There’s a variety of possibilities for you to choose from when looking for help, but every combination involves technology. That means you’ll be choosing from the following options:
- Software alone. This choice involves a tool that helps you scan, categorize, track, and manage transactions. The right tool, like Neat, can even automate reconciliations for you. If you want to grow, however, you’ll still need someone to prepare your taxes, run and explain financial statements, and analyze your cash flow.
- Software + a teacher or coach. “This scenario means you’ll hire someone to teach you all the administrative tasks of bookkeeping and basic accounting lessons—knowledge you’ll need to do the work yourself,” says Thayer. “This requires an upfront time investment in learning, and it also means you’ll be investing hours regularly to keep up with all the work.”
- Software + a bookkeeper. This option often creates redundancies, which means you pay double when work overlaps. These days, business owners are instead finding tools that replace human bookkeeping work to streamline and cut the cost of manual labor.
- Software + accountant and advisor. This combination is for the ambitious business owner who wants to grow—and wants to use data to do it. The software frees up the business owner to focus on their company’s operations and allows the accountant to focus on deeper strategic insights.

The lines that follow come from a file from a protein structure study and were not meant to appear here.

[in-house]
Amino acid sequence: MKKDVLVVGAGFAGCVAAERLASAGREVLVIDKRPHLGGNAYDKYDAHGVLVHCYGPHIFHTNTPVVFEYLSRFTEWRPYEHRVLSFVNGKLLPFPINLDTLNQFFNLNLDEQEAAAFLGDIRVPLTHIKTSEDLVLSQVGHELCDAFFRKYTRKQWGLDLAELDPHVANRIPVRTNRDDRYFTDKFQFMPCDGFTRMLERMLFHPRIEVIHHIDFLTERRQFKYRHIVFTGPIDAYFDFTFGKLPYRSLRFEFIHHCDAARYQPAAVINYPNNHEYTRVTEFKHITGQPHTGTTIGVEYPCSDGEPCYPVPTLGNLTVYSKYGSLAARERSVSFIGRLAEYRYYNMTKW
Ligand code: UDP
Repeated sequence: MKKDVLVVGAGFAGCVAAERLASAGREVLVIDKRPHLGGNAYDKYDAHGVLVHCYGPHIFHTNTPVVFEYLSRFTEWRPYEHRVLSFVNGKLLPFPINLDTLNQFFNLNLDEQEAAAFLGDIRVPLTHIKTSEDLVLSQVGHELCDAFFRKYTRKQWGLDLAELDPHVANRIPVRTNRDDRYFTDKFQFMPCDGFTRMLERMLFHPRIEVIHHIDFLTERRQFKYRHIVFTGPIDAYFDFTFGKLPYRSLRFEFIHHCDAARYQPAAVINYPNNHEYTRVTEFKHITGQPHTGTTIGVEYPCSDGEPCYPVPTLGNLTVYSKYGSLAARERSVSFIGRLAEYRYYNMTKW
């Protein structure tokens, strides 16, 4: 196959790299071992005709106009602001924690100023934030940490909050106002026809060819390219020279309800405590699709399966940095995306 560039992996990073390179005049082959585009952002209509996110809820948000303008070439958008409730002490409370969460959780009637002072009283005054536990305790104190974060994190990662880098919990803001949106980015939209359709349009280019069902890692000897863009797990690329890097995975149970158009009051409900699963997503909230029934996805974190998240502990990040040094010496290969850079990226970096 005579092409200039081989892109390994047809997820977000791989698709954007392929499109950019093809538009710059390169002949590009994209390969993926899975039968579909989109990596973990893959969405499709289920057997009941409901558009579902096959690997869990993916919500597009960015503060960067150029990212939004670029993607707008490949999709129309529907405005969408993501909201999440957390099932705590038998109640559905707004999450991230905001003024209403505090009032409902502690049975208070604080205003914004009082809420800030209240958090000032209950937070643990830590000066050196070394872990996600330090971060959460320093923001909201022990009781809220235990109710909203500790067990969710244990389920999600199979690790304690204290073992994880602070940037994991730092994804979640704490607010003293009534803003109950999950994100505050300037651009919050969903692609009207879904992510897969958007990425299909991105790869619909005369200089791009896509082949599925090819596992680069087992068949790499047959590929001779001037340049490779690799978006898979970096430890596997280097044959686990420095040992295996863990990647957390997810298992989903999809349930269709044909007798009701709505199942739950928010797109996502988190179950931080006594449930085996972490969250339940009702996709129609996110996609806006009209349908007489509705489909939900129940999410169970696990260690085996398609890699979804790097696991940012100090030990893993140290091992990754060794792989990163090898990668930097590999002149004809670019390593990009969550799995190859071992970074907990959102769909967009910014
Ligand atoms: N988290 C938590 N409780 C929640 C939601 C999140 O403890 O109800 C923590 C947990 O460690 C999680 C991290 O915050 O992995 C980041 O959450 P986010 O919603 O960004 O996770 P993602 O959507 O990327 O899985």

- All four. It’s entirely plausible to subscribe to a tool and then hire a teacher, a bookkeeper, and an accounting advisor. But it may not be sustainable, especially if you intend to grow.
MAKE A DECISION AND PLOT YOUR COURSE
Compare the implementation of these choices to the goals you established above. Which one fits best with your temperament and schedule? Do you have the patience to do it yourself, for example? Can you spot downtime on your current weekly calendar where you’ll be able to perform accounting tasks? And are you known for impeccable attention to detail? Also, which combination of options above best suits your industry and business model? The answer to those questions will lead you to your best option.
Once you’ve decided what combination of helpers you plan to employ, determine when. Make a timeline for finding and implementing your solution. Include wiggle room for trial and error.
Once you’ve decided on a plan and mapped it to your schedule, you’re ready for the next step.